$ touch --reference=/home/trendoceans/sample_1 ~/sample_2
or
$ touch -r ~/sample_1 ~/sample_2

Result after executing the above command

[email protected]:~$ stat sample_1
  File: sample_1
  Size: 0               Blocks: 0          IO Block: 4096   regular empty file
Device: fe00h/65024d    Inode: 26345654    Links: 1
Access: (0644/-rw-r--r--)  Uid: ( 1000/    lmde)   Gid: ( 1000/    lmde)
Access: 2022-10-03 05:53:16.407781136 -0400

------------------------------------------------------------------------------------
[email protected]:~$ stat sample_2
  File: sample_2
  Size: 0               Blocks: 0          IO Block: 4096   regular empty file
Device: fe00h/65024d    Inode: 26345788    Links: 1
Access: (0644/-rw-r--r--)  Uid: ( 1000/    lmde)   Gid: ( 1000/    lmde)
Access: 2022-10-03 05:53:16.407781136 -0400

7. Change access time on basis of reference file for Symlinks using the touch command

When you want to replicate access time across symlinks, then you should use the -h or — no-dereference option like in the below code snippet, but the only problem with this option is it won’t support most of the Linux distributions.

If it’s working in your system, then don’t forget to put the distribution name in the below comment section.

$ touch -h symlink-file
or
$ touch --no-dereference symlink-file

8. Change the timestamp of a file using the touch command

If you have read one of our articles where we discussed how to delete files that have not been accessed or modified in a particular time frame, I have used the same techniques to come up with the output of the result.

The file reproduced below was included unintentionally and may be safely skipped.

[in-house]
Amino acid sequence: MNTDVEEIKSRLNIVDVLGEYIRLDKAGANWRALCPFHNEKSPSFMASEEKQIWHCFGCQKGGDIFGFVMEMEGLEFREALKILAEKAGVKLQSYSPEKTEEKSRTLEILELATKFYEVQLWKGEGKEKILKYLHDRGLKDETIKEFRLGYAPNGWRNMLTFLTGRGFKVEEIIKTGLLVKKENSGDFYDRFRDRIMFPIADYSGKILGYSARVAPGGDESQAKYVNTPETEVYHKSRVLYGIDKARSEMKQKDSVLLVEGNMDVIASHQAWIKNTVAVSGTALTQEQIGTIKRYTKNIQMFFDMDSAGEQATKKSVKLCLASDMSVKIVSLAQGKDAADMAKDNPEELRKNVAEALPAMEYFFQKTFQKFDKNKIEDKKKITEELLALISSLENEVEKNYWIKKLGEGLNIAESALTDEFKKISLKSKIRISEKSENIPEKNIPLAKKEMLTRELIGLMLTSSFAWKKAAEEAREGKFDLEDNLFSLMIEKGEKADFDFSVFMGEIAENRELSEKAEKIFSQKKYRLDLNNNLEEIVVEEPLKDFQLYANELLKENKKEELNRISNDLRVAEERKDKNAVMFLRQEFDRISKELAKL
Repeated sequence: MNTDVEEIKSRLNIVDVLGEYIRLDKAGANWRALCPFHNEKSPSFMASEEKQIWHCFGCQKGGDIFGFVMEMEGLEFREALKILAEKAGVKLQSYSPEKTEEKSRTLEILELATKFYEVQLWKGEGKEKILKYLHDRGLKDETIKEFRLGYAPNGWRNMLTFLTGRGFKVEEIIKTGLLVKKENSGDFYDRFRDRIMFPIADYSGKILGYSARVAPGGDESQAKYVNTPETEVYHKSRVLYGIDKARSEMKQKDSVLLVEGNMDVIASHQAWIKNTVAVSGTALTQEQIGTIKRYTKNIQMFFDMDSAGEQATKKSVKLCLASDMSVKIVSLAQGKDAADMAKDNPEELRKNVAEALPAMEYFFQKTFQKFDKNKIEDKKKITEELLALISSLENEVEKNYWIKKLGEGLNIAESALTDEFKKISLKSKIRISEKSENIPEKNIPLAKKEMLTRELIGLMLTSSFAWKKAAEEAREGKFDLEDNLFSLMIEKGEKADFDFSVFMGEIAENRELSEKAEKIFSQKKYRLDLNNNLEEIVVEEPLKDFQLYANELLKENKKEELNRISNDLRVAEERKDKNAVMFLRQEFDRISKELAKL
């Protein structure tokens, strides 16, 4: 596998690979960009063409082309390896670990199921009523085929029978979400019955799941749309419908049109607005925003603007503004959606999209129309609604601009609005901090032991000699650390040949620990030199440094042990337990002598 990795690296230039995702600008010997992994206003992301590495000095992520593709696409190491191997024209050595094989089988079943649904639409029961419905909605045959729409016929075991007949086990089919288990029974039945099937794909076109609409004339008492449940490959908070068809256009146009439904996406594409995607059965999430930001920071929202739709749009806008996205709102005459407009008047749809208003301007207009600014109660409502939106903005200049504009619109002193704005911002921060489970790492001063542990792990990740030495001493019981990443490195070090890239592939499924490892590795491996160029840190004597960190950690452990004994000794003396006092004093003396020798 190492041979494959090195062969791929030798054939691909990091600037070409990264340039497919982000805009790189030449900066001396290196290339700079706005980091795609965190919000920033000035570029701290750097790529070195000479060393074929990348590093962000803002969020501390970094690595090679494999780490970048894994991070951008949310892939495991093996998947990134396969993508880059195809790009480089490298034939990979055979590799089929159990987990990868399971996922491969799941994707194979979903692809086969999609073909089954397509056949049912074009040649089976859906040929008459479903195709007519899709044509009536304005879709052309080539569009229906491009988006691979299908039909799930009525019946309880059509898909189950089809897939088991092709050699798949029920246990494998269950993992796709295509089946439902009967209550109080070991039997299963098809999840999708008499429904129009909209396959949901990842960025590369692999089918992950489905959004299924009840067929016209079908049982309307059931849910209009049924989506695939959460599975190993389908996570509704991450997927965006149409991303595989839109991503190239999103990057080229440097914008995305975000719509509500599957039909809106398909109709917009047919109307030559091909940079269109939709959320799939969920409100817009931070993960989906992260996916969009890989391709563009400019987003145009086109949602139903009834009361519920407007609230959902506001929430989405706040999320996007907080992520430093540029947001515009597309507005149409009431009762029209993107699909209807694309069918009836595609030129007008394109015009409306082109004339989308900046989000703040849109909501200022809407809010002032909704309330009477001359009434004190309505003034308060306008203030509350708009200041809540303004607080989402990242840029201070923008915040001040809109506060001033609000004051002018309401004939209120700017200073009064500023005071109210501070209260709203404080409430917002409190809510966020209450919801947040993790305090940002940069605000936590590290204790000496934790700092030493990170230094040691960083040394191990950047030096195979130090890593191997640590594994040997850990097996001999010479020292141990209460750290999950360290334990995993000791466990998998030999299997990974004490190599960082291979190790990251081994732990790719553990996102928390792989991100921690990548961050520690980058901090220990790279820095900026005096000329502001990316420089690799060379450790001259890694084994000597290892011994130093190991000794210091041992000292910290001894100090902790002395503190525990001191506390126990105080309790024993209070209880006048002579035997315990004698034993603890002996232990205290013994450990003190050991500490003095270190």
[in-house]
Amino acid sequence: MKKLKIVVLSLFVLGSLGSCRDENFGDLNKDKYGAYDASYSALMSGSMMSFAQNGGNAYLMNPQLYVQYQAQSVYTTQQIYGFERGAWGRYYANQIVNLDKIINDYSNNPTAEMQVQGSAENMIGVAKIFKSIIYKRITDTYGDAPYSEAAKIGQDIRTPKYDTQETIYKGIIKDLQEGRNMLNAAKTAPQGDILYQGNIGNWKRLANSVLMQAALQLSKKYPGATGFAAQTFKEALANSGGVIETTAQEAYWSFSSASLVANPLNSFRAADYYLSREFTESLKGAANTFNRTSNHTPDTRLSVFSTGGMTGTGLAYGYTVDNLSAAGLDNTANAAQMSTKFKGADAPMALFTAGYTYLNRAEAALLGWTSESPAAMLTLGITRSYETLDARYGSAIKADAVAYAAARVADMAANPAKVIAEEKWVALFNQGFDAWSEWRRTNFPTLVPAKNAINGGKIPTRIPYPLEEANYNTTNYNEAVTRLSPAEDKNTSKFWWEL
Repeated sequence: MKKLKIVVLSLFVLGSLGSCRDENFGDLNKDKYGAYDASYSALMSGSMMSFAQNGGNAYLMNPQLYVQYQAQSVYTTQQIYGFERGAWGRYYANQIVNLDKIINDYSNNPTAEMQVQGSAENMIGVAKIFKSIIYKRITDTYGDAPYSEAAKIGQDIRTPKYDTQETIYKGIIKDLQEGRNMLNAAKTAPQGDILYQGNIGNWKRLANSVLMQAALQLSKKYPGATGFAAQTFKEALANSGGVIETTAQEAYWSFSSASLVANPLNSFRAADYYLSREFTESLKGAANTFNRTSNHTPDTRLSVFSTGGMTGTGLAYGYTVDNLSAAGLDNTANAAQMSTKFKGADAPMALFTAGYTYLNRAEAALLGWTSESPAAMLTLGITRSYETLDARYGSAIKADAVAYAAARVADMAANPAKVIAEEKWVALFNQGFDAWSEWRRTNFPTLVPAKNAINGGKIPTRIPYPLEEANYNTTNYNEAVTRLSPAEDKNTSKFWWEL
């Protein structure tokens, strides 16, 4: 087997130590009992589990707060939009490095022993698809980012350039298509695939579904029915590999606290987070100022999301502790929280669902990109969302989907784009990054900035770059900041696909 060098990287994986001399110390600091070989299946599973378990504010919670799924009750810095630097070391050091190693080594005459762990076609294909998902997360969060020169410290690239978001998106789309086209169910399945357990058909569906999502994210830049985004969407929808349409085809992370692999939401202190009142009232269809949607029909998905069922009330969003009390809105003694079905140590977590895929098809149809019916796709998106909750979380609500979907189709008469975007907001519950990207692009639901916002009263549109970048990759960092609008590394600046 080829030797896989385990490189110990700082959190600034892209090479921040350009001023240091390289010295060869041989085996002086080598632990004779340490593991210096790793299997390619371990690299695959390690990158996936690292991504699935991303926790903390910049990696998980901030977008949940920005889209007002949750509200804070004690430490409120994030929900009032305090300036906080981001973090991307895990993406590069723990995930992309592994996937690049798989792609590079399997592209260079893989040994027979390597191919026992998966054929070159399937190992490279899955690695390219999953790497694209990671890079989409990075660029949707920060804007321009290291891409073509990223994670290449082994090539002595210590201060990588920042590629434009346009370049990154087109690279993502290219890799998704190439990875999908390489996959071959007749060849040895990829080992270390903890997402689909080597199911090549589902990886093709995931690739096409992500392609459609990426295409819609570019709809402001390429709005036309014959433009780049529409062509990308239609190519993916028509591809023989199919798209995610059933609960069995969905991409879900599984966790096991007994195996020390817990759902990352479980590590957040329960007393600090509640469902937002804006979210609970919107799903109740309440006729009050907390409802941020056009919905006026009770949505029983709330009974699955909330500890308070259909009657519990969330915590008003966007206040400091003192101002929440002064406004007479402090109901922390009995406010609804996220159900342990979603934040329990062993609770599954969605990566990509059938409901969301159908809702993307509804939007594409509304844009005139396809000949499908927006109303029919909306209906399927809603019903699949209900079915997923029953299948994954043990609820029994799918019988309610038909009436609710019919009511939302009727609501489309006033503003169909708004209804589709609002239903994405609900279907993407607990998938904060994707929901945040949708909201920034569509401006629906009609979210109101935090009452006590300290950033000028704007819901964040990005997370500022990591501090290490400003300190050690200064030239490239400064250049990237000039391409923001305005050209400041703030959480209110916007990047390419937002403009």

So let’s see how to change or set the custom date and time of the file by following the [[CC]YY]MMDDhhmm[.ss] pattern.

For example, I want to change the file timestamp to some 202210041630, which looks weird. Hold on, I’ll decode the secret number for you, but don’t tell anyone it’s secret 😅

2022   10     04    16     00
  ↓     ↓      ↓     ↓     ↓
Year  Month  Date  Hour   Minutes

After getting aware of the timestamp, let’s use the -t option to set a custom timestamp as shown in the below code snippet.

$ touch -t 202210041600 filename  

The output of the above command.

[email protected]:~$ stat filename
  File: filename
  Size: 6               Blocks: 8          IO Block: 4096   regular file
Device: fe00h/65024d    Inode: 26345654    Links: 1
Access: (0644/-rw-r--r--)  Uid: ( 1000/    lmde)   Gid: ( 1000/    lmde)
Access: 2022-10-04 16:00:00.000000000 -0400
Modify: 2022-10-04 16:00:00.000000000 -0400